BANFIELD: OK, good advise on a Friday. Have a good weekend, Alison.
BANFIELD: Nice to see you.
When we come back, what is going on with the message about Iraq and Syria and air strikes and boots on the ground? Why is there such a disconnect?
Or is it possible that might just be a strategy, considering there's so much criticism of telegraphing actions while we're actually in the planning? That's coming up, next.
BANFIELD: In other news this morning, France is joining the fight against ISIS, and not in a small way either. France is launching air strikes against the terror group in Iraq.
That news comes as Congress gives President Obama the green light on his plan to destroy ISIS by arming and training moderate, vetted Syrian rebels, whatever that means.
In the meantime, the United States military has announced a plan for carrying out air strikes inside Syria's borders, but the problem continues to fester. ISIS has captured 24 Kurdish villages in northern Syria just this week.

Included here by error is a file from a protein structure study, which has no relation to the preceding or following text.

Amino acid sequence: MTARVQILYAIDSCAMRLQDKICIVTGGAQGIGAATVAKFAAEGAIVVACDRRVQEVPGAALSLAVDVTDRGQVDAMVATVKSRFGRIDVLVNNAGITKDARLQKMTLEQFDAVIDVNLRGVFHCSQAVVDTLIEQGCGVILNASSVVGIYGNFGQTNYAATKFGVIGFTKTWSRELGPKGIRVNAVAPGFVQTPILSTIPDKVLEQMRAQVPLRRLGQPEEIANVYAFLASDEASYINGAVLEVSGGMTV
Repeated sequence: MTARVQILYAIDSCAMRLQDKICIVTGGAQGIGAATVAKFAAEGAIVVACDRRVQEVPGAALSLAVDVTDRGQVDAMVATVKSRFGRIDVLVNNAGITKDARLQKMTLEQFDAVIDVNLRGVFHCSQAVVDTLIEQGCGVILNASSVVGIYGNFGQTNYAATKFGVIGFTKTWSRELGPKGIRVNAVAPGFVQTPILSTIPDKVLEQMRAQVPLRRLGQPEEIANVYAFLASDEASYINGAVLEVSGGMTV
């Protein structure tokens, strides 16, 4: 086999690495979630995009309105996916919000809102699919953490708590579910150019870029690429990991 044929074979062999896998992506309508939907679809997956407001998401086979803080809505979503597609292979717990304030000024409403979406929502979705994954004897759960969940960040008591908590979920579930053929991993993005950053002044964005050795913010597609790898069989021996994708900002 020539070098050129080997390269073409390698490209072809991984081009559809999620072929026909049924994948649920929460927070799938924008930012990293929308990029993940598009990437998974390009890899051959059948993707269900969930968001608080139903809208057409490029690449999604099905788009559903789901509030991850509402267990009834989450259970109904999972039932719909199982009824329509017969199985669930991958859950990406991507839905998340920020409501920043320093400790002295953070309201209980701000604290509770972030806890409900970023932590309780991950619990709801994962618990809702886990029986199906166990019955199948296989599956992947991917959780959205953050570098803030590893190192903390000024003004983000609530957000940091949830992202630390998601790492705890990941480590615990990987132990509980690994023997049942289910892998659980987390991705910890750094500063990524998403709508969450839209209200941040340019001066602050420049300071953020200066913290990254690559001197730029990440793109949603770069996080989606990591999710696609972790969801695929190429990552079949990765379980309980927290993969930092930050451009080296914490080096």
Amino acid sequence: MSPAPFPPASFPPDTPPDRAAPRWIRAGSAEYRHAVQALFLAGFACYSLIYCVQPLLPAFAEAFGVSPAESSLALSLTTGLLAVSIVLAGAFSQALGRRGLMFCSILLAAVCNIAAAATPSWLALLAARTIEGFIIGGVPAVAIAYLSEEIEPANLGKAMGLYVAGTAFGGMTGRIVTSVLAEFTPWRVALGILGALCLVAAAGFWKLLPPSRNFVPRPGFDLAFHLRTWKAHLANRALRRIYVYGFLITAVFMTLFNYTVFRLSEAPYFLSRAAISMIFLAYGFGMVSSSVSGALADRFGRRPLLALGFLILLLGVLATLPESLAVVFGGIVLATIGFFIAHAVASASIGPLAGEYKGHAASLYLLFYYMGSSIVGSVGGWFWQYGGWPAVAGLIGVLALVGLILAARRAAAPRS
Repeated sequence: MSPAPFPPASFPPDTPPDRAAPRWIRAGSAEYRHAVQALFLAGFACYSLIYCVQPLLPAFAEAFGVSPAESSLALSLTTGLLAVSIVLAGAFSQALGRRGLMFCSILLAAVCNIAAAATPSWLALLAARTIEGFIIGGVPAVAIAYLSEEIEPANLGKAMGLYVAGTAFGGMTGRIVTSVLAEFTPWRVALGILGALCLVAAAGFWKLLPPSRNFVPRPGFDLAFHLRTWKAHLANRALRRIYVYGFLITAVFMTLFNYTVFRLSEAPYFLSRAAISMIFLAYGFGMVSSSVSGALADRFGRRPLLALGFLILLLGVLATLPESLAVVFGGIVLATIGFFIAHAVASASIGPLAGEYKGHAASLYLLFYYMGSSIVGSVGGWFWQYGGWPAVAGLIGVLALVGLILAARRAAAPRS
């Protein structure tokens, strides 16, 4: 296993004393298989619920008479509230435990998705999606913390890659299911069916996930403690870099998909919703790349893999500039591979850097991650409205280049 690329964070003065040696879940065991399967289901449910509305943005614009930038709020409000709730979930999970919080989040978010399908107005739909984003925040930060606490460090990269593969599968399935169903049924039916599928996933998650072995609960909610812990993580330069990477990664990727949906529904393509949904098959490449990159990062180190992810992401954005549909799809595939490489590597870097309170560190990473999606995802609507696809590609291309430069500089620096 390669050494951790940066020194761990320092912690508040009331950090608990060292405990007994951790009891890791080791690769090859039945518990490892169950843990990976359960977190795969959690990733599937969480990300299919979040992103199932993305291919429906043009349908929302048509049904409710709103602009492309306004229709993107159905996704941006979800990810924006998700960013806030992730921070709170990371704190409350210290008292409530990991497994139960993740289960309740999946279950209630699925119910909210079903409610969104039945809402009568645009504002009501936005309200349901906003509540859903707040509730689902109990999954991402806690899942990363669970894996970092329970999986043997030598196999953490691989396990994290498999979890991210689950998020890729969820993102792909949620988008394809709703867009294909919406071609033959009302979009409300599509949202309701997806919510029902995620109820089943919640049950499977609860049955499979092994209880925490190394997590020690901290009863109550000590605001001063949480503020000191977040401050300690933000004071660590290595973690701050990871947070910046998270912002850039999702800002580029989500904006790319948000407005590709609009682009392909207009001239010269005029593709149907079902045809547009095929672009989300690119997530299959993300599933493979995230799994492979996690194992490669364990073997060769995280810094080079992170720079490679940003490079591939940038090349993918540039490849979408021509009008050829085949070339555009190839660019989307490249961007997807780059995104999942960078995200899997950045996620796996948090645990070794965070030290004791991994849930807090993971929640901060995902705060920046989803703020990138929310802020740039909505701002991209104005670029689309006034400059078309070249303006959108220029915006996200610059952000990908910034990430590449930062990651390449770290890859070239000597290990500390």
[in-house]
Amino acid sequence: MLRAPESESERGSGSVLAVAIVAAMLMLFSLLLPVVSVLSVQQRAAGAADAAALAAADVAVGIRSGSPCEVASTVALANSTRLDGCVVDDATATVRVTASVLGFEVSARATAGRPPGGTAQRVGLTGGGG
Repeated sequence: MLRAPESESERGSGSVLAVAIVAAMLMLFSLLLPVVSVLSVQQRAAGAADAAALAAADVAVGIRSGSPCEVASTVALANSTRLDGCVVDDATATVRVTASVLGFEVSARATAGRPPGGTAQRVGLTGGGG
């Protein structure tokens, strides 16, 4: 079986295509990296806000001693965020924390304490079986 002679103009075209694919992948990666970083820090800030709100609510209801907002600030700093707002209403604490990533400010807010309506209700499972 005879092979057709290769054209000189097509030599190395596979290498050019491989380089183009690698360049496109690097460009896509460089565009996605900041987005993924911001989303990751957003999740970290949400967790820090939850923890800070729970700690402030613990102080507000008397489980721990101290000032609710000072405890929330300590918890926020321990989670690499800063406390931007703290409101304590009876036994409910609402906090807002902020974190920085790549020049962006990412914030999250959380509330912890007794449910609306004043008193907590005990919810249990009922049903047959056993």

So what's next? When is the president going to act in Syria? Is it imminent? And is he at odds with the military's top brass when it comes to this -- boots on the ground, no boots on the ground? The former commander of U.S. Central Command, General James Mattis, testified yesterday before Congress, criticizing President Obama for taking the boots-on-the-ground option off the table.
(BEGIN VIDEO CLIP)
GENERAL JAMES MATTIS, FORMER COMMANDER OF U.S. CENTRAL COMMAND: We didn't look for this fight. But once you go into it, you don't tell your adversary in advance what you're not going to do.
We have the most skillful, the most -- the fiercest, and certainly the most ethical ground forces in the world, and I don't think we should reassure the enemy in advance that they will never face them.
I think it's good to leave that in the commander in chief's hands and should we need to deploy them, you do so. It also sends a reassuring note to the coalition that Secretary Kerry is trying to pull together that, on the military side, we're all in.